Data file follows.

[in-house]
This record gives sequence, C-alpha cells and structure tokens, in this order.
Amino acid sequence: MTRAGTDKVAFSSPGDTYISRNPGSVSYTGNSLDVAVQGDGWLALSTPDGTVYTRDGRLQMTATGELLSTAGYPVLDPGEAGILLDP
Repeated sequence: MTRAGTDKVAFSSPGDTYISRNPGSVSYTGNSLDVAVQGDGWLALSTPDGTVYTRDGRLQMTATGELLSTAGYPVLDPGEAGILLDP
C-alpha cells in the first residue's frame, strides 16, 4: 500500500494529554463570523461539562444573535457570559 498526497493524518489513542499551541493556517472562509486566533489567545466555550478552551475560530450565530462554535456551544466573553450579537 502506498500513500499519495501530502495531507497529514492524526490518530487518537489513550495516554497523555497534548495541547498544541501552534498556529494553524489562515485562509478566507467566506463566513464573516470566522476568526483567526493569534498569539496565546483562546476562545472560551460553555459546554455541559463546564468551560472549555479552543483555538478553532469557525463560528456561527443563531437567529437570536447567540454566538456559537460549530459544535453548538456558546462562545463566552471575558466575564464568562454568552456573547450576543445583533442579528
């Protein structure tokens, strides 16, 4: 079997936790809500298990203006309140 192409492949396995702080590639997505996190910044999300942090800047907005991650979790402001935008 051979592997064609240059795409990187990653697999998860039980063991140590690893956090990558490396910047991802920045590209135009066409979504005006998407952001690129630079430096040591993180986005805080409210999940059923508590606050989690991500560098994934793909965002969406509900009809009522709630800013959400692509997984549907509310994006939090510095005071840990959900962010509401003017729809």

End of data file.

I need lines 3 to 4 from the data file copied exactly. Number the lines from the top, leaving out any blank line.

Amino acid sequence: MTRAGTDKVAFSSPGDTYISRNPGSVSYTGNSLDVAVQGDGWLALSTPDGTVYTRDGRLQMTATGELLSTAGYPVLDPGEAGILLDP
Repeated sequence: MTRAGTDKVAFSSPGDTYISRNPGSVSYTGNSLDVAVQGDGWLALSTPDGTVYTRDGRLQMTATGELLSTAGYPVLDPGEAGILLDP